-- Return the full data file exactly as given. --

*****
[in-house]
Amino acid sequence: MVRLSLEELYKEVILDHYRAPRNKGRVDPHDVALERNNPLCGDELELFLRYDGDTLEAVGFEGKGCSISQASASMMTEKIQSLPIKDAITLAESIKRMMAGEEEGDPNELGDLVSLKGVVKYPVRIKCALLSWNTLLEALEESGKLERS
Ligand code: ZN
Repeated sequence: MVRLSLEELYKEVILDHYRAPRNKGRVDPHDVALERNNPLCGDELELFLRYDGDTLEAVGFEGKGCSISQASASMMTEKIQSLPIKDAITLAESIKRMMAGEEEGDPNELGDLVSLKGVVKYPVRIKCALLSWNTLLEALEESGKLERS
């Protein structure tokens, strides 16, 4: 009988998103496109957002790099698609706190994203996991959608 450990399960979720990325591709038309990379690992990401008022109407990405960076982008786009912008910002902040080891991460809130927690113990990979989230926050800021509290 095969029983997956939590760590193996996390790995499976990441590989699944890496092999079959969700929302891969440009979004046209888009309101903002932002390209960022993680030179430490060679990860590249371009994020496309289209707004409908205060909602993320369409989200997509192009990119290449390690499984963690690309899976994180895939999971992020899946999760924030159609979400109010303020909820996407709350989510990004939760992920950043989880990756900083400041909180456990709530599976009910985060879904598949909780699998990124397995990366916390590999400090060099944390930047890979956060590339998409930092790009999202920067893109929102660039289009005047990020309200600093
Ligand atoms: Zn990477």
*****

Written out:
[in-house]
Amino acid sequence: MVRLSLEELYKEVILDHYRAPRNKGRVDPHDVALERNNPLCGDELELFLRYDGDTLEAVGFEGKGCSISQASASMMTEKIQSLPIKDAITLAESIKRMMAGEEEGDPNELGDLVSLKGVVKYPVRIKCALLSWNTLLEALEESGKLERS
Ligand code: ZN
Repeated sequence: MVRLSLEELYKEVILDHYRAPRNKGRVDPHDVALERNNPLCGDELELFLRYDGDTLEAVGFEGKGCSISQASASMMTEKIQSLPIKDAITLAESIKRMMAGEEEGDPNELGDLVSLKGVVKYPVRIKCALLSWNTLLEALEESGKLERS
């Protein structure tokens, strides 16, 4: 009988998103496109957002790099698609706190994203996991959608 450990399960979720990325591709038309990379690992990401008022109407990405960076982008786009912008910002902040080891991460809130927690113990990979989230926050800021509290 095969029983997956939590760590193996996390790995499976990441590989699944890496092999079959969700929302891969440009979004046209888009309101903002932002390209960022993680030179430490060679990860590249371009994020496309289209707004409908205060909602993320369409989200997509192009990119290449390690499984963690690309899976994180895939999971992020899946999760924030159609979400109010303020909820996407709350989510990004939760992920950043989880990756900083400041909180456990709530599976009910985060879904598949909780699998990124397995990366916390590999400090060099944390930047890979956060590339998409930092790009999202920067893109929102660039289009005047990020309200600093
Ligand atoms: Zn990477």